“He’s all about baseball and has always been all about baseball,” said longtime Haverhill coach John Trask. “He’s an extremely organized guy. He’s very energetic and he’s always been genuine. That’s probably the thing I admire the most about him. I can’t say enough good things about the guy. And on top of that, his teams are successful, so it doesn’t end at the end of the (regular) season for him.”

A REGULAR LIFE

Southall’s coaching desire subliminally might have led him to an agreeable profession – but one he would naturally make his own. After a brief stint in commercial fishing after high school, he took a job with the Emerson Oil, Inc., established in 1946. A year ago, he bought the company.

“My parents knew the owners … and they suggested the job,” Southall said. “So, I met them and thought ‘how bad could this be?’ So, I gave it a try. About seven or eight years ago, I started running the company because the owner was becoming elderly … so it’s been a natural progression. It gives me the freedom to do what I do in the summertime.”

The summer gig isn’t all spent in a third-base coach’s box. Southall is like a general manager putting together teams from six area towns all while coordinating baseball time and travel requirements for a few dozen young people wanting to enjoy their summer.

“We play seven days a week,” Southall said. “Some days there are (multiple) games, whether it’s my son’s games – I get his field ready and help coach his All-Star team. It’s nothing to spend 30 to 40 hours a week.

“But I make sure we work in some vacations. After the high school season and before Legion starts, I always take a week vacation with the family. We go down to the Jersey shore. And then I also plan a vacation at the end of August once baseball wraps up.”

EARNED RESPECT

As Trask pointed out, despite the success of Southall’s teams, he is highly regarded and well liked by foes and colleagues throughout the state for his skills and demeanor.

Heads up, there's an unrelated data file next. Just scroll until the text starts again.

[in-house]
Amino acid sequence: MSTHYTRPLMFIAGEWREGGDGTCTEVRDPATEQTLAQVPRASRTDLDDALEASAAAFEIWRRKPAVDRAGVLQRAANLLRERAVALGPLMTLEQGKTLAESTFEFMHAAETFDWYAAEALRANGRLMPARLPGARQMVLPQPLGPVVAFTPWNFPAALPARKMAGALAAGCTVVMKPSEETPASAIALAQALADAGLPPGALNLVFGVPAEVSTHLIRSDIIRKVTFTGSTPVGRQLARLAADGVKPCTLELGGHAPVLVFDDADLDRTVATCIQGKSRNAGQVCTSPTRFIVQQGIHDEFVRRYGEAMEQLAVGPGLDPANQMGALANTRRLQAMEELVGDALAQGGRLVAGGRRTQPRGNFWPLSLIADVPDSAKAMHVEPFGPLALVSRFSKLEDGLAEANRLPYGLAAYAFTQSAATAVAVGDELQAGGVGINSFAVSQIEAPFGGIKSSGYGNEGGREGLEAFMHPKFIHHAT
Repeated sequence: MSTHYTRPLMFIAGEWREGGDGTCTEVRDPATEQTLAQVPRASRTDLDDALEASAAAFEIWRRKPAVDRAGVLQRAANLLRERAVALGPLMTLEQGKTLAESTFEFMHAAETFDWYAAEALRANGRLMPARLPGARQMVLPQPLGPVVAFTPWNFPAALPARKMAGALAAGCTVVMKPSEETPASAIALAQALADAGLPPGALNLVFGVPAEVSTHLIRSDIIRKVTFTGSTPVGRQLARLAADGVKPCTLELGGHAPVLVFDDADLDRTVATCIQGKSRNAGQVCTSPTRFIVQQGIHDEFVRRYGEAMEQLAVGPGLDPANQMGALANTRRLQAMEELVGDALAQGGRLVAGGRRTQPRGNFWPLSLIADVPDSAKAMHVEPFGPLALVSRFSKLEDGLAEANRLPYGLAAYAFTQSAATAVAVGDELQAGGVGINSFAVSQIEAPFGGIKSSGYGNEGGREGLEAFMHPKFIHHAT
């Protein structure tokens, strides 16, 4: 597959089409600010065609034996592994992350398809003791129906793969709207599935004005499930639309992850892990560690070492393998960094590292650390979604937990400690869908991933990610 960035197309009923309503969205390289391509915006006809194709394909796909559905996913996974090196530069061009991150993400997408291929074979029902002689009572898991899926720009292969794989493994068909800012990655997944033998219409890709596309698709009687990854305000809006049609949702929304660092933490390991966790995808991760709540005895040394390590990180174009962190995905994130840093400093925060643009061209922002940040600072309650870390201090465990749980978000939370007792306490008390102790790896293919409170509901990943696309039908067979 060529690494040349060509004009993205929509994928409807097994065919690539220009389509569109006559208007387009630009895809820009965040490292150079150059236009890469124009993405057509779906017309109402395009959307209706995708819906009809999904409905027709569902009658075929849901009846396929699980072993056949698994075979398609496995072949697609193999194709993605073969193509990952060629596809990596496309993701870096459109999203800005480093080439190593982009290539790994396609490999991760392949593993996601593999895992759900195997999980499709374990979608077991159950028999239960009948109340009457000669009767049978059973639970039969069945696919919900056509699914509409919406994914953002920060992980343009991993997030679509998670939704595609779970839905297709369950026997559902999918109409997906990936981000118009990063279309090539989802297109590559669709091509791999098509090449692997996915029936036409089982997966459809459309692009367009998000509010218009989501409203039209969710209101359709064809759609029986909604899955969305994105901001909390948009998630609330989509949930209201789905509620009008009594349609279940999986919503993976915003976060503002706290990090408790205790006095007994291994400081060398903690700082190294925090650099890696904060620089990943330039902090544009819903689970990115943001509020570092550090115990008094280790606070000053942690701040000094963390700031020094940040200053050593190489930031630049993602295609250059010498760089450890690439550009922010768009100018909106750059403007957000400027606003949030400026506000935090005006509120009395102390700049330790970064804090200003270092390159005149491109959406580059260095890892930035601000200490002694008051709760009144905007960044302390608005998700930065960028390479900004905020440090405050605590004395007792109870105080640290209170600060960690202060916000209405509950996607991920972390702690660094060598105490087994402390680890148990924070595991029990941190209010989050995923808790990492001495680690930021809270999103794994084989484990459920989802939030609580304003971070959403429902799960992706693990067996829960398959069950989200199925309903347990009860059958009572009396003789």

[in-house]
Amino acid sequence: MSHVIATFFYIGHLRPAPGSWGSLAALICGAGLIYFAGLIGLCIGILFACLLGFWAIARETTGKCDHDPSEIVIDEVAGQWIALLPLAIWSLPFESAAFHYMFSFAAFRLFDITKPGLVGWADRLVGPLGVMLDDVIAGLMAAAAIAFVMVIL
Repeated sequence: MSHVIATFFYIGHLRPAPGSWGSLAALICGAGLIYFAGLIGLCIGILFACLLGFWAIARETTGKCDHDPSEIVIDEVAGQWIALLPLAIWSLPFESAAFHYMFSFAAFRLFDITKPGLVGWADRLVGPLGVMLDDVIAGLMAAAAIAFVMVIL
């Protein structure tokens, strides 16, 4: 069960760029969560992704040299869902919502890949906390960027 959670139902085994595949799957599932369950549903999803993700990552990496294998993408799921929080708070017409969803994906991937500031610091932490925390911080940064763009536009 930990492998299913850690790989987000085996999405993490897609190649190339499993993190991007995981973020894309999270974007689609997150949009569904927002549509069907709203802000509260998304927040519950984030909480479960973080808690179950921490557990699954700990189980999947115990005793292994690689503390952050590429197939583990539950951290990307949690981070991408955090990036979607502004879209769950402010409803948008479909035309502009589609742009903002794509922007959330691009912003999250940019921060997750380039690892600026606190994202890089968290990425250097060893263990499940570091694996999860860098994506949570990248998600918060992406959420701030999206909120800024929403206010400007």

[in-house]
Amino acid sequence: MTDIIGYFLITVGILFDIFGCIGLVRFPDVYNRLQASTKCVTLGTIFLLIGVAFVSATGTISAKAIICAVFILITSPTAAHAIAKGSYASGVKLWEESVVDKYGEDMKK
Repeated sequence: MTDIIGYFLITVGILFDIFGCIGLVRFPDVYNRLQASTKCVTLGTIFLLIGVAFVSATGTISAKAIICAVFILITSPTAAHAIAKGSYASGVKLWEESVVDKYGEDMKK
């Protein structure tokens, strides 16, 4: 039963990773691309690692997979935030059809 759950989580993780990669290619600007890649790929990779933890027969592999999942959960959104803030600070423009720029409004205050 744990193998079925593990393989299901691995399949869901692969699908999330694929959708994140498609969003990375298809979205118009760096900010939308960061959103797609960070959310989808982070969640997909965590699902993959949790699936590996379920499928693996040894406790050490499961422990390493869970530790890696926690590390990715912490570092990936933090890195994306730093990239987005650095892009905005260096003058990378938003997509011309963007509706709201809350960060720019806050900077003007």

“He is kind of like a baseball savant,” said Mark Leff, a former Babe Ruth coach now Southall’s Legion assistant. “(Tuesday) we were down 3-0 and in the bottom of the first we had a man on first base … (Southall) leans over to me and says ‘I’m thinking a double to the gap.’ Three pitches later Cam James (whose father Paul played for Southall as a Little Leaguer more than 30 years ago) hit a double into the gap. He just has an unbelievable instinct for the game.”

Running any organization, however, requires more than technical skill.

“He’s an exceptional leader,” Leff said. “He has great rapport with the players while at the same time he has expectations for them. That’s what good leaders do, and that’s why he’s had the level of success he’s had. This is an exceptional person. I’m just proud he’s become one of my best friends.”

But leave it to a mother to sum things up.

“One of the biggest things about Timmy is he has always cared about young people,” Barbara Southall said. “He’d bring them home for dinner. There was always a lot of compassion there and there still is as an adult.”

And you can be sure Southall will be in a dugout, leading young people for some time to come.

“I’ll never change,” Southall said. “I love it. It can be daunting at times, but I just love it.”